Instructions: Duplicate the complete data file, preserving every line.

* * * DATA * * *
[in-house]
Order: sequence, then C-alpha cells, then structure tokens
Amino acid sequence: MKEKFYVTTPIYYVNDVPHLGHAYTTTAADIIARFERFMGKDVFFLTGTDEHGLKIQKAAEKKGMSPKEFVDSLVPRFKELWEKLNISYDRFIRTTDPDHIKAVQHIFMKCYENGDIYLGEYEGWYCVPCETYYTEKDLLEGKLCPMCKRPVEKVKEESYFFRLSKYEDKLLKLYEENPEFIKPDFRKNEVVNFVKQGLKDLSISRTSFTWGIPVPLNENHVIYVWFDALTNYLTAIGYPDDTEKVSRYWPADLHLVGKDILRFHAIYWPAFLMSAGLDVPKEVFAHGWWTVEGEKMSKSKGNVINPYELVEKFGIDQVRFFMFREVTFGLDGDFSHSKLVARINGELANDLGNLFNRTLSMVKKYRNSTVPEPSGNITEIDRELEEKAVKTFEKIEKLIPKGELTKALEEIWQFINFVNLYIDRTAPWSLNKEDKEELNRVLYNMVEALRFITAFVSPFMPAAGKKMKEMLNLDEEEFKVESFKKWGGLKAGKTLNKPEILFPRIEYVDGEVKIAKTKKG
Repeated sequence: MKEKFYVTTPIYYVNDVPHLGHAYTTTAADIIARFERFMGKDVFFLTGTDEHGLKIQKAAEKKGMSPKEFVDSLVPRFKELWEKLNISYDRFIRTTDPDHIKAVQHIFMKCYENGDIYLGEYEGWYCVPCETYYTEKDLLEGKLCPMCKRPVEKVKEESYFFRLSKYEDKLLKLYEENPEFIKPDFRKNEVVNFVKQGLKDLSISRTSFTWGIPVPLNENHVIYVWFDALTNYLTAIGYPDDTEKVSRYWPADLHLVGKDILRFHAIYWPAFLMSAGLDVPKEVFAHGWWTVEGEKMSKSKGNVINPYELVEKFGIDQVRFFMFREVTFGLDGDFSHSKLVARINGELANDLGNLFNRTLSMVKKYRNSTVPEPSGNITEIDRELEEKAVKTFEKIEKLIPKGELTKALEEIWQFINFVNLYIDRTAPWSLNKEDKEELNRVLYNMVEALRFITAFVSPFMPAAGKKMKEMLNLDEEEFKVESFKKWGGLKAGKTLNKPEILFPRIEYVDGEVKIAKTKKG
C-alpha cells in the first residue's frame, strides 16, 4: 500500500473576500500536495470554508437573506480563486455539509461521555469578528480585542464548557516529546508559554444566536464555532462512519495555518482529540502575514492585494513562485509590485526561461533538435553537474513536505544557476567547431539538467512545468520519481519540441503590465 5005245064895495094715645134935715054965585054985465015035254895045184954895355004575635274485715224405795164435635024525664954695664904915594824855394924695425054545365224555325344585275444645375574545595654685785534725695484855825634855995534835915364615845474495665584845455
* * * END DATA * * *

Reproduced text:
[in-house]
Order: sequence, then C-alpha cells, then structure tokens
Amino acid sequence: MKEKFYVTTPIYYVNDVPHLGHAYTTTAADIIARFERFMGKDVFFLTGTDEHGLKIQKAAEKKGMSPKEFVDSLVPRFKELWEKLNISYDRFIRTTDPDHIKAVQHIFMKCYENGDIYLGEYEGWYCVPCETYYTEKDLLEGKLCPMCKRPVEKVKEESYFFRLSKYEDKLLKLYEENPEFIKPDFRKNEVVNFVKQGLKDLSISRTSFTWGIPVPLNENHVIYVWFDALTNYLTAIGYPDDTEKVSRYWPADLHLVGKDILRFHAIYWPAFLMSAGLDVPKEVFAHGWWTVEGEKMSKSKGNVINPYELVEKFGIDQVRFFMFREVTFGLDGDFSHSKLVARINGELANDLGNLFNRTLSMVKKYRNSTVPEPSGNITEIDRELEEKAVKTFEKIEKLIPKGELTKALEEIWQFINFVNLYIDRTAPWSLNKEDKEELNRVLYNMVEALRFITAFVSPFMPAAGKKMKEMLNLDEEEFKVESFKKWGGLKAGKTLNKPEILFPRIEYVDGEVKIAKTKKG
Repeated sequence: MKEKFYVTTPIYYVNDVPHLGHAYTTTAADIIARFERFMGKDVFFLTGTDEHGLKIQKAAEKKGMSPKEFVDSLVPRFKELWEKLNISYDRFIRTTDPDHIKAVQHIFMKCYENGDIYLGEYEGWYCVPCETYYTEKDLLEGKLCPMCKRPVEKVKEESYFFRLSKYEDKLLKLYEENPEFIKPDFRKNEVVNFVKQGLKDLSISRTSFTWGIPVPLNENHVIYVWFDALTNYLTAIGYPDDTEKVSRYWPADLHLVGKDILRFHAIYWPAFLMSAGLDVPKEVFAHGWWTVEGEKMSKSKGNVINPYELVEKFGIDQVRFFMFREVTFGLDGDFSHSKLVARINGELANDLGNLFNRTLSMVKKYRNSTVPEPSGNITEIDRELEEKAVKTFEKIEKLIPKGELTKALEEIWQFINFVNLYIDRTAPWSLNKEDKEELNRVLYNMVEALRFITAFVSPFMPAAGKKMKEMLNLDEEEFKVESFKKWGGLKAGKTLNKPEILFPRIEYVDGEVKIAKTKKG
C-alpha cells in the first residue's frame, strides 16, 4: 500500500473576500500536495470554508437573506480563486455539509461521555469578528480585542464548557516529546508559554444566536464555532462512519495555518482529540502575514492585494513562485509590485526561461533538435553537474513536505544557476567547431539538467512545468520519481519540441503590465 5005245064895495094715645134935715054965585054985465015035254895045184954895355004575635274485715224405795164435635024525664954695664904915594824855394924695425054545365224555325344585275444645375574545595654685785534725695484855825634855995534835915364615845474495665584845455